Anglia Ruskin University wins Hanson UK’s biodiversity award

Posted on Dec 4 2014 - 9:22pm by Sustainable News

A biodiversity research project carried out by a team from Anglia Ruskin University has won the UK section of the Quarry Life

Pictured at the awards ceremony are, from left, Hanson UK CEO Patrick O’Shea, Dr Alvin Helden of Anglia Ruskin University and Dr Michael Rademacher, HeidelbergCement’s director of biodiversity and natural resources.

Pictured at the awards ceremony are, from left, Hanson UK CEO Patrick O’Shea, Dr Alvin Helden of Anglia Ruskin University and Dr Michael Rademacher, HeidelbergCement’s director of biodiversity and natural resources.

Awards.

The project, which looked at insect biodiversity in grasslands at Needingworth sand and gravel quarry in Cambridgeshire, claimed the €5,000 (£4,000) first prize at an awards ceremony held recently at The Forest Centre in Marston Moretaine, Bedfordshire.

The Quarry Life Awards is an international competition organised by Hanson’s parent company HeidelbergCement Group to raise the understanding of the biological value of mining sites both during and after extraction. It created strong interest from students and researchers with over 400 project proposals put forward across 22 countries.

The Needingworth study, led by Dr Alvin Helden of Anglia Ruskin’s Department of Life Sciences, analysed invertebrate species richness in restored grassland. It concluded that setting aside ungrazed areas is a valuable means of enhancing invertebrate biodiversity.

The judging panel, which included representatives from Nature after Minerals and The Freshwater Habitats Trust, was particularly impressed with the project’s clear hypothesis and how it raised the importance of the on-going management of restored sites in determining their contribution to ecosystem services.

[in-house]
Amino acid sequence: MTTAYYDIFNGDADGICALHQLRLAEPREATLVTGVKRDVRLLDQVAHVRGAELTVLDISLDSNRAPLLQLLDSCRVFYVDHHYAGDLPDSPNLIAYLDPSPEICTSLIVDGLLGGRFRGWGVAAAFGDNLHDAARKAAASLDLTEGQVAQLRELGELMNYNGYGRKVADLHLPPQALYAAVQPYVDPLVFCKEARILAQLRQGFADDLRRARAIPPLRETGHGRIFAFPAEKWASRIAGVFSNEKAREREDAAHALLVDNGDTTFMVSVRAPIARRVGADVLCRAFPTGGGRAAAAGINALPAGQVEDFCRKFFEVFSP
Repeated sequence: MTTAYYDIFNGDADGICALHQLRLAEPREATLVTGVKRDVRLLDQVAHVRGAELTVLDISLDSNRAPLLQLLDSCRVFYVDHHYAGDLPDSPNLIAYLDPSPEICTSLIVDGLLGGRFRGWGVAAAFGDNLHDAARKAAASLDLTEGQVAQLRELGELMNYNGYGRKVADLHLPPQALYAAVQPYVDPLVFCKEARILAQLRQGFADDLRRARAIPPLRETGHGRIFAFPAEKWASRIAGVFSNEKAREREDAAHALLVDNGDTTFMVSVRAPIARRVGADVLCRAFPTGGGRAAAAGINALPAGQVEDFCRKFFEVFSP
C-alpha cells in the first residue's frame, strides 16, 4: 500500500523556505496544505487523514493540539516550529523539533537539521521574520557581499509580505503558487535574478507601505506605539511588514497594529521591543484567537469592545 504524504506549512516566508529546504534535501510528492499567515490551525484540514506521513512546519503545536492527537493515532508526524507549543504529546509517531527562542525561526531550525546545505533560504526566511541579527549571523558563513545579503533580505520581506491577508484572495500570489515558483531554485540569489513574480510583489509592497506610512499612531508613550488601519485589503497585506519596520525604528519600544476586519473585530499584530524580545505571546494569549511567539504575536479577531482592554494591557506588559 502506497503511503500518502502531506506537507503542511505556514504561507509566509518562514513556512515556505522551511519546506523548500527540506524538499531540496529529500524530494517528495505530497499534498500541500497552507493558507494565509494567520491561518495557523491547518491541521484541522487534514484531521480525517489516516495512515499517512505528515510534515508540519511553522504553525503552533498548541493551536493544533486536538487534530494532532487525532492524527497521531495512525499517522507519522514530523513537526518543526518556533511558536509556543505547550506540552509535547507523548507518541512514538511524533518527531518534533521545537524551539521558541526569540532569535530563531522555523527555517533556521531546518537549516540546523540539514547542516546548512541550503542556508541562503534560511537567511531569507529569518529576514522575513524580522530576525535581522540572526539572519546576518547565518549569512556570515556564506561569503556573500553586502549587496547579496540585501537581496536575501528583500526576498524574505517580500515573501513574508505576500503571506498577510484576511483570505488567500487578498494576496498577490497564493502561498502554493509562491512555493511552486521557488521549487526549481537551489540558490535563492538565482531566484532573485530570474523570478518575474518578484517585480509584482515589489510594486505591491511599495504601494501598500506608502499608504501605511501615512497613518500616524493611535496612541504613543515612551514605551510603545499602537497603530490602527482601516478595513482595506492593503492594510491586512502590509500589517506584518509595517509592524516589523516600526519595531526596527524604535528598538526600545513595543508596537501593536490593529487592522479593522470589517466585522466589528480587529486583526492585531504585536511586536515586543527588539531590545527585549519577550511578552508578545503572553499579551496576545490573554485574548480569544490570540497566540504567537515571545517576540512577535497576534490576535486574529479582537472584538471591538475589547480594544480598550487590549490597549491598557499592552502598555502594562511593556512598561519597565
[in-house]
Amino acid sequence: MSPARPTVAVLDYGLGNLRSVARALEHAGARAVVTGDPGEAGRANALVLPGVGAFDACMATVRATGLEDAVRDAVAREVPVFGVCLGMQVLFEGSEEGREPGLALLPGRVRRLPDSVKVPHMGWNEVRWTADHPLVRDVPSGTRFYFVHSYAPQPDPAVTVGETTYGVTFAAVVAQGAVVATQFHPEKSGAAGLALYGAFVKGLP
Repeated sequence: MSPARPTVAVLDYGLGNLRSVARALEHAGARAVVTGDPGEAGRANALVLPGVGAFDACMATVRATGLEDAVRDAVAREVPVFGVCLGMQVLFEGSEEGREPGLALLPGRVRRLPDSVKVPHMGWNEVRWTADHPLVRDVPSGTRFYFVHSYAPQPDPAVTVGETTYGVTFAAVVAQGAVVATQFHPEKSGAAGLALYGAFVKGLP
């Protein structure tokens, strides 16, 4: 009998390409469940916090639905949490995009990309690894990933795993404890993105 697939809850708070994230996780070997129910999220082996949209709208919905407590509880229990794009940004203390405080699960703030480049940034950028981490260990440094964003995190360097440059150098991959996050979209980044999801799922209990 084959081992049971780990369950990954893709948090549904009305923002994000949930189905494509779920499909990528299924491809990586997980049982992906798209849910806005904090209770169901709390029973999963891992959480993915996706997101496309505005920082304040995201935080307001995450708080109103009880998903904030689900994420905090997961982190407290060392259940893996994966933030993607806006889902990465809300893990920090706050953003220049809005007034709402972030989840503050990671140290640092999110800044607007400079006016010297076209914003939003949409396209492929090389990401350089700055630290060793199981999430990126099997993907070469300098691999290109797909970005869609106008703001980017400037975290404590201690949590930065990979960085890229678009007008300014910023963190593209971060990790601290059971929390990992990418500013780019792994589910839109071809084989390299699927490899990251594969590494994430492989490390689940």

Patrick O’Shea, chief executive officer of Hanson UK, who presented the awards, said: “We recognise that our sites are a valuable natural resource and we are committed to maximising the benefits they can provide for biodiversity.

“The Quarry Life Awards aim to enhance the important link between scientific research and mineral extraction. The winning project provides valuable information that can be used in the restoration of many other sites.”

Dr Helden added: “Setting aside ungrazed areas has clearly been effective in encouraging insect populations on the restored parts of Needingworth, with our study showing that on average, insect populations are 15 per cent higher.

“The discovery of several very rare species of leafhoppers and planthoppers shows that the site has an incredible biodiversity, and not just for the wetland species for which it was primarily created.”

The UK winners were:

  • First place: Grassland Insects after gravel extraction: Investigation into insect biodiversity of grasslands surrounding the reedbed restoration at Needingworth Quarry, Anglia Ruskin University.
  • Second place: The feasibility of biodiversity enhancements in woodland ground flora around Whatley quarry, Bath Spa University.
  • Third place: Life in new lakes: Investigation into the potential of new lakes at Barton quarry as aquatic biodiversity hotspots, Loughborough University and University College, London.
  • Highly commended: The value of quarry restoration at Whatley quarry to local ecological networks, University of the West of England.

Winners of the international competition will be announced in Prague, Czech Republic, on December 10.

More information can be found on the Quarry Life Award website: www.quarrylifeaward.com or go to http://2014.hanson-sustainability.co.uk/ for further details on Hanson UK’s approach towards sustainability.

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